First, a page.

Since 2002, the World Happiness Report has detailed the world's happiest countries based on several factors. As of 2020, the World Happiness Report determined that Finland is the happiest country in the world.
The report looks at countries with respect to their performance of six particular variables:
- Gross domestic product per capita
- Social support
- Healthy life expectancy
- Freedom to make your own life choices
- Generosity of the general population
- Perceptions of internal and external corruption levels
By relating all of the countries around the world individually to a made-up country called Dystopia, the researchers were able to configure a baseline to compare all other countries. This enabled the study to base the conclusions on rather than not providing any rock bottom.
The country with the highest score was Finland, which is a European country. Fascinating enough, every single country in the top five spots for happiest countries in the world are European countries. Finland is followed in order by Denmark, Norway, Iceland, and the Netherlands. All six variables are considered when defining a score for each country.
The lowest-scoring country in the World Happiness Report of 2020 is Afghanistan. With a total ranking of 2.567, Afghanistan has a low life expectancy rate, paired with low gross domestic product rates per capita.
South Sudan follows Afghanistan with 2.817. South Sudan has a comparable life expectancy and GDP per capita to that of Afghanistan. However, the percentage of generosity within the country is relatively decent. However, where the country fails to excel significantly is personal freedom.
Here is some background information about the top five countries on the list of the world's happiest countries, based on the 2020 edition of the World Happiness Report.
Finland ranks as the world's happiest country based on the 2020 report. Finland scored 7.809 out of a total possible score of 10. The GDP per capita of Finland is just under 2.5, and the overall feeling that there is communal support among citizens of Finland is around 2.5 as well.
People feeling reassured by their fellow citizens speaks volumes, especially because it can be challenging to be happy if you do not feel you are supported or don't have a support system backing you and your decisions. The freedom to make choices in Finland appears to be alive and well. If you glance at the scores within this variable among the happier countries, it is evident that this sense of freedom is rather pertinent where happiness is involved.
There is a meager percentage of people who believe that there is a wealth of generosity in Finland, which paints the picture that maybe generosity is not as important for overall happiness among people and cultures. There is a ladder bar of about 0.3 that depicts Finnish people's perception of corruption. Still, because the other variables are so high-ranking, the positive feelings they elicit diminishes the negativity that corruption may bring to mind.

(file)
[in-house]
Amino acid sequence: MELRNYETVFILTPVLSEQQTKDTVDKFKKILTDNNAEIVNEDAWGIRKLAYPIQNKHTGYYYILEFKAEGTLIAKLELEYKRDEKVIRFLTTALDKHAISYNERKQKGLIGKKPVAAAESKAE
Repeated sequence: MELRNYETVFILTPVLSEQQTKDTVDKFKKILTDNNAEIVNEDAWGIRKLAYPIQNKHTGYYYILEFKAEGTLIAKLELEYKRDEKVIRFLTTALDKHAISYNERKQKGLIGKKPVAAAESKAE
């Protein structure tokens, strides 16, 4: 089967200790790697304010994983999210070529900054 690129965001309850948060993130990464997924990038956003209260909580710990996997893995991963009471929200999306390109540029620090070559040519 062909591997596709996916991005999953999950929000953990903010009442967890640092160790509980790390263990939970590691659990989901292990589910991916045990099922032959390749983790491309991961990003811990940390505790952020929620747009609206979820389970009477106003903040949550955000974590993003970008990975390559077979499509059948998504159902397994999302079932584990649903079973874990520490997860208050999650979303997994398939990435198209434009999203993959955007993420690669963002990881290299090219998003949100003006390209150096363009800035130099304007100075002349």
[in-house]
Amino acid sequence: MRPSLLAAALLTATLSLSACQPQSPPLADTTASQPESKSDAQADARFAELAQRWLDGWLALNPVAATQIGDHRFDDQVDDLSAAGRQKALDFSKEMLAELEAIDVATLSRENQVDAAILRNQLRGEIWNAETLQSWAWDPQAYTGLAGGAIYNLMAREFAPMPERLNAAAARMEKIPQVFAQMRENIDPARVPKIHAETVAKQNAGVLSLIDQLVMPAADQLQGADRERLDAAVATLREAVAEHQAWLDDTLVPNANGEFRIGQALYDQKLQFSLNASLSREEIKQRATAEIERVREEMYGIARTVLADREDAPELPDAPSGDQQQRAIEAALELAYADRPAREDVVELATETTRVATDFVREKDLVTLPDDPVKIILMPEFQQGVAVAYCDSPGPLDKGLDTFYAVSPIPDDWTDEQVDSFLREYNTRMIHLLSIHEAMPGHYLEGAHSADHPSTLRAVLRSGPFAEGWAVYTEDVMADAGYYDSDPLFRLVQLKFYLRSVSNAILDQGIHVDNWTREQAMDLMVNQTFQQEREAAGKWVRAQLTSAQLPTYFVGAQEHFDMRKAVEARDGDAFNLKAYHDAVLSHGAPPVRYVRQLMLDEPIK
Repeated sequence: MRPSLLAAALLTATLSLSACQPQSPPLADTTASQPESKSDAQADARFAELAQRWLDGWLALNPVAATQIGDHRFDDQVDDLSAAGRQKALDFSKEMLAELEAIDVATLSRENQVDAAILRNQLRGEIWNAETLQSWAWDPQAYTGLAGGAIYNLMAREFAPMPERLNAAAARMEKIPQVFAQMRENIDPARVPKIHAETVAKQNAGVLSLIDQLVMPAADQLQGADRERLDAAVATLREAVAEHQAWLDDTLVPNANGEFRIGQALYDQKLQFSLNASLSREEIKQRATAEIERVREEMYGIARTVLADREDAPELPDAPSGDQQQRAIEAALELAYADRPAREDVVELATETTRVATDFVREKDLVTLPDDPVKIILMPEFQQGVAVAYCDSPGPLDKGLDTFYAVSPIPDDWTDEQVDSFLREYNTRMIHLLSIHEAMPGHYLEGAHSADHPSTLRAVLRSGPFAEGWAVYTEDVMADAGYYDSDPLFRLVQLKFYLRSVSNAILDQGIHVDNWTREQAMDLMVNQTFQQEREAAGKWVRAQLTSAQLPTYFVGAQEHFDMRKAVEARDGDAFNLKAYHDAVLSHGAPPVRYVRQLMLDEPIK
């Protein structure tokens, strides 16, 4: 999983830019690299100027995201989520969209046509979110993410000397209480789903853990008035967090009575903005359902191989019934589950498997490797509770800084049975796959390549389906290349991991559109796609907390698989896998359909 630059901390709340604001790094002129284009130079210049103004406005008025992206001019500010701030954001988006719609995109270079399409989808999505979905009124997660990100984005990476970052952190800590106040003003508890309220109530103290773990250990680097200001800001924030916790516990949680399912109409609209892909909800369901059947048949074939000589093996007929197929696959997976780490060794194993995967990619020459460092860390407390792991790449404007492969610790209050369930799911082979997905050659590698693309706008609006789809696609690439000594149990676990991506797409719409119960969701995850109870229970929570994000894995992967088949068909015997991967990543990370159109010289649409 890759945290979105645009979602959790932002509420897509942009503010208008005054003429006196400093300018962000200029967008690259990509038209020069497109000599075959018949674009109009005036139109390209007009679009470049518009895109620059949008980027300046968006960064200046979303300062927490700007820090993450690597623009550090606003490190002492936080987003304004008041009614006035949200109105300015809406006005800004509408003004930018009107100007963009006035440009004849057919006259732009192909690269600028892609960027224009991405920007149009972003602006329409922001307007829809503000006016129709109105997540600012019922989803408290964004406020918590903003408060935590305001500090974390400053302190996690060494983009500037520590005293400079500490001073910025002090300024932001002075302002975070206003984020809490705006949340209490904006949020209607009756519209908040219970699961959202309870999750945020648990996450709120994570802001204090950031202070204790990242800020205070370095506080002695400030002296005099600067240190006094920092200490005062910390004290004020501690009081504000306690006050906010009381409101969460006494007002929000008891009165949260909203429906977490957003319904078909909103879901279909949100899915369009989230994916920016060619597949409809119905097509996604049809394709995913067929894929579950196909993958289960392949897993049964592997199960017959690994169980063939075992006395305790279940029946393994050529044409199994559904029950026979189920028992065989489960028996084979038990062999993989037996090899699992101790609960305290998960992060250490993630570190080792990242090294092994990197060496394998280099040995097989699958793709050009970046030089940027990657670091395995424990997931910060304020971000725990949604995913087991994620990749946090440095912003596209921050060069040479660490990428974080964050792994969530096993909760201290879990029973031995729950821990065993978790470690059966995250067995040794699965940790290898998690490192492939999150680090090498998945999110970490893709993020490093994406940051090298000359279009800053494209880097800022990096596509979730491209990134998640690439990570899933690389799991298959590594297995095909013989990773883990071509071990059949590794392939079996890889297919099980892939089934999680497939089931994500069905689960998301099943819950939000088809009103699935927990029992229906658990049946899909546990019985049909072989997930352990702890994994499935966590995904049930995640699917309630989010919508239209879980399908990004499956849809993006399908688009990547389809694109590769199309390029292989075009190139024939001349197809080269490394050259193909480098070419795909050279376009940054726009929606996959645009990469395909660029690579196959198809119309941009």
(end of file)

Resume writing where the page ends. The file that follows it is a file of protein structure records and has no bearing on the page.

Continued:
The second happiest country on the list is Denmark, which scores 7.646. The values for each of the six variables related to Denmark are relatively similar to those of Finland. The primary difference between the two countries relates to the generosity and perceptual corruption.
Denmark has a slightly higher calculation of generosity, and the same goes for the perceived amount of corruption within the country. If you look closely enough, you will see a relatively higher level of corruption perceived by those in Denmark than those in Finland, which is significant enough to drop Denmark into second place.
As the third happiest country in the world, Switzerland scored a total of 7.554 out of 10. This is a significant increase from last year's rankings, enough to surpass the Netherlands and Iceland and knock Norway out of the number three spot. In general, the Swiss are very healthy, with one of the world's lowest obesity rates. The Swiss also have a very high median salary, about 75% higher than that of the United States. Additionally, there is a strong sense of community in Switzerland and a firm belief that it is a safe and clean country— which is true. Along with Iceland and Denmark, Switzerland is one of the world's safest countries.
Iceland ranks as the fourth happiest country in the entire world, with a total rank of 7.494 out of ten. Of the top five happiest countries around the globe, Iceland has the lowest amount of perceived corruption. The country's overall social incorporation of support systems is somewhat greater than the other five countries. However, it is not quite significant enough to make much of a difference or kick another country out of a higher-ranking placeholder and insert Iceland in its place.
Norway is the fifth happiest country in the world, with a score of 7.488. Norway has a higher bar representing the level of generosity in the country than that of Finland and Denmark. Norway is known as a welfare state, where citizens feel like they are being taken care of by their government thanks to universal healthcare and free college tuition. Norwegians also enjoy a healthy work-life balance, working na average of 38 hours per week vs. 41.5. hours per week in the United States. Additionally, Norway has a low crime rate and a good sense of community among its citizens.